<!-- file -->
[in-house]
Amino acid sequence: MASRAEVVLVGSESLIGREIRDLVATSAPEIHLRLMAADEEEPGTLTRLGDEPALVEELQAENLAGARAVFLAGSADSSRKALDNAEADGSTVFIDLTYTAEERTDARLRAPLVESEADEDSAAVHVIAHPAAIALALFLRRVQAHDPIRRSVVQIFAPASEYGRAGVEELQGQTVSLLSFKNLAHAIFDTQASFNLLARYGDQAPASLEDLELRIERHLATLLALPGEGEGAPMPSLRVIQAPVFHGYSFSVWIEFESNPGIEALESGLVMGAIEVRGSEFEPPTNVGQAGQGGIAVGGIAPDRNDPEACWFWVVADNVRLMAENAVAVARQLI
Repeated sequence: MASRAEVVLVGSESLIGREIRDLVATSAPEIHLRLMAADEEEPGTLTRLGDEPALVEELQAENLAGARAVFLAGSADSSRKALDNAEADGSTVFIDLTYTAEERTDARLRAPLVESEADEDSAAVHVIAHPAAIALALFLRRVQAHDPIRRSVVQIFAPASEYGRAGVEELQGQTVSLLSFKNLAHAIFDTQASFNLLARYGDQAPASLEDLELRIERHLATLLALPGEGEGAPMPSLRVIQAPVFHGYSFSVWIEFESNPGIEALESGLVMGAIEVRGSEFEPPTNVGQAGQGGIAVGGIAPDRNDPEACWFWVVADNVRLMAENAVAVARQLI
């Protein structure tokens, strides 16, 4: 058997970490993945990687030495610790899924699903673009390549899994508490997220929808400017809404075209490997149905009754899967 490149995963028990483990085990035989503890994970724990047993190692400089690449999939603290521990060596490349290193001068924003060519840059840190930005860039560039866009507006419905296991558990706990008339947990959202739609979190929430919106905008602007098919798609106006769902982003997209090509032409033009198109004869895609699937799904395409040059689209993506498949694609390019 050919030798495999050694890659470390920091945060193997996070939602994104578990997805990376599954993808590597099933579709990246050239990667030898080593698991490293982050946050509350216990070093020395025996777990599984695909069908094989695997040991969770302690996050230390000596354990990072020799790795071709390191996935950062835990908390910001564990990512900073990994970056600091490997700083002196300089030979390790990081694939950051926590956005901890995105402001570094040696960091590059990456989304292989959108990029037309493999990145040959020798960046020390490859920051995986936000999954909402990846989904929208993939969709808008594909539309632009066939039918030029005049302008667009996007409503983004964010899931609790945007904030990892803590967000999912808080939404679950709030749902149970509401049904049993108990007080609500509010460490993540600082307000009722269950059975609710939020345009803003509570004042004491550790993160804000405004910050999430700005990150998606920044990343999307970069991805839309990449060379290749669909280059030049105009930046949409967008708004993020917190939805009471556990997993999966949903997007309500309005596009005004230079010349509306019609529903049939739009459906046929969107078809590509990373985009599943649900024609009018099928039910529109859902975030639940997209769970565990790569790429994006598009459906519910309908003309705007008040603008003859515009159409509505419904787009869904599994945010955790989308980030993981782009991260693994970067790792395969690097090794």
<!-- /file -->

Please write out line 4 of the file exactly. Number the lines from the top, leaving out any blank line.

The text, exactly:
């Protein structure tokens, strides 16, 4: 058997970490993945990687030495610790899924699903673009390549899994508490997220929808400017809404075209490997149905009754899967 490149995963028990483990085990035989503890994970724990047993190692400089690449999939603290521990060596490349290193001068924003060519840059840190930005860039560039866009507006419905296991558990706990008339947990959202739609979190929430919106905008602007098919798609106006769902982003997209090509032409033009198109004869895609699937799904395409040059689209993506498949694609390019 050919030798495999050694890659470390920091945060193997996070939602994104578990997805990376599954993808590597099933579709990246050239990667030898080593698991490293982050946050509350216990070093020395025996777990599984695909069908094989695997040991969770302690996050230390000596354990990072020799790795071709390191996935950062835990908390910001564990990512900073990994970056600091490997700083002196300089030979390790990081694939950051926590956005901890995105402001570094040696960091590059990456989304292989959108990029037309493999990145040959020798960046020390490859920051995986936000999954909402990846989904929208993939969709808008594909539309632009066939039918030029005049302008667009996007409503983004964010899931609790945007904030990892803590967000999912808080939404679950709030749902149970509401049904049993108990007080609500509010460490993540600082307000009722269950059975609710939020345009803003509570004042004491550790993160804000405004910050999430700005990150998606920044990343999307970069991805839309990449060379290749669909280059030049105009930046949409967008708004993020917190939805009471556990997993999966949903997007309500309005596009005004230079010349509306019609529903049939739009459906046929969107078809590509990373985009599943649900024609009018099928039910529109859902975030639940997209769970565990790569790429994006598009459906519910309908003309705007008040603008003859515009159409509505419904787009869904599994945010955790989308980030993981782009991260693994970067790792395969690097090794």